Chapter 13 Bankruptcy in the Western District of Tennessee


Non-Fiction - Business/Finance
40 Pages
Reviewed on 10/10/2018
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    Book Review

Reviewed by Jack Magnus for Readers' Favorite

Chapter 13 Bankruptcy in the Western District of Tennessee is a legal resource book for the layperson, written by John E. Dunlap. While most consumers never envision having to file for bankruptcy, sometimes that option may be the best solution for their financial situation. In his guide, Dunlap, who has been a bankruptcy attorney in practice since 1989 and has taught continuing education courses on the subject, begins with a glossary of legal terms. He then discusses the differences between Chapter 7 and Chapter 13 bankruptcy, and he shows how deciding upon one or the other should depend upon one’s burden of unsecured debt and ownership of a house or a car that they wish to keep, among other things. He cites the time length of a Chapter 13 bankruptcy and its effect on taxes, mortgages, student loans and other expenses that should be considered, and he also discusses situations where a bankruptcy filing should be delayed. Dunlap stresses the need for listing all debts and assets, and he sets out the steps one should take in preparing for a Chapter 13 bankruptcy.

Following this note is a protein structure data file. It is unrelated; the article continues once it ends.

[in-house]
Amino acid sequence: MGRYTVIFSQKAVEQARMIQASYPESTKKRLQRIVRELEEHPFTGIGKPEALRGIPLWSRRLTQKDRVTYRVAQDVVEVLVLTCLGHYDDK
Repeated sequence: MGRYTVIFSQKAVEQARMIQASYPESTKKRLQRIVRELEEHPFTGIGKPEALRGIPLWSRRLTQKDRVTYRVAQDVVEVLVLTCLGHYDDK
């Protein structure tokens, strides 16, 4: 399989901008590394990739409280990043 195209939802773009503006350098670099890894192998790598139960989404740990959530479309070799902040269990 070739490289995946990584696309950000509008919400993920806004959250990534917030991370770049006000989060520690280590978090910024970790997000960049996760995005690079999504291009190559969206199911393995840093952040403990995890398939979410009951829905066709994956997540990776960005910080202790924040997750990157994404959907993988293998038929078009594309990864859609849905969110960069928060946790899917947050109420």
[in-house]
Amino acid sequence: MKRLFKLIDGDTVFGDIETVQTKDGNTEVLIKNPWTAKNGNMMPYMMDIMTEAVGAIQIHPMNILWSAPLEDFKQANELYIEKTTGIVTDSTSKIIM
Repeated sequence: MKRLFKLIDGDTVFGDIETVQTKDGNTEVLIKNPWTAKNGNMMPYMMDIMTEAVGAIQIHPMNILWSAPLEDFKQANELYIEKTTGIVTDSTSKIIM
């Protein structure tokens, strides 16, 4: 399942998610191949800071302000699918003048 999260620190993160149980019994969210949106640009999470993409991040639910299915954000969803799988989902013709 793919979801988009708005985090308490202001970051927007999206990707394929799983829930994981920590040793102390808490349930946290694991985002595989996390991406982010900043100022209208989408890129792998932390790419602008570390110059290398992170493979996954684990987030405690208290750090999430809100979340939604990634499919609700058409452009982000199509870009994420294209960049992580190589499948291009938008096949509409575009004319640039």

Chapter 13 Bankruptcy in the Western District of Tennessee introduces the subject matter in language that is relatively free of legalese and designed for readers with little or no legal background. While the book is focused upon the Western District of Tennessee, it goes a long way toward helping consumers in any state decide if bankruptcy is the right option for them and, if so, whether to opt for Chapter 13 or Chapter 7. Dunlap goes into his subject in some depth, and he demystifies some rather frightening aspects of the proceeding, including the Meeting of Creditors. What he doesn’t do, which is a very good thing, is give the reader any sense that he should file on his own; rather, Dunlap gives the reader the necessary information to make a selection of bankruptcy type and lists the documents one should bring when having a consultation with an attorney. Chapter 13 Bankruptcy in the Western District of Tennessee is most highly recommended.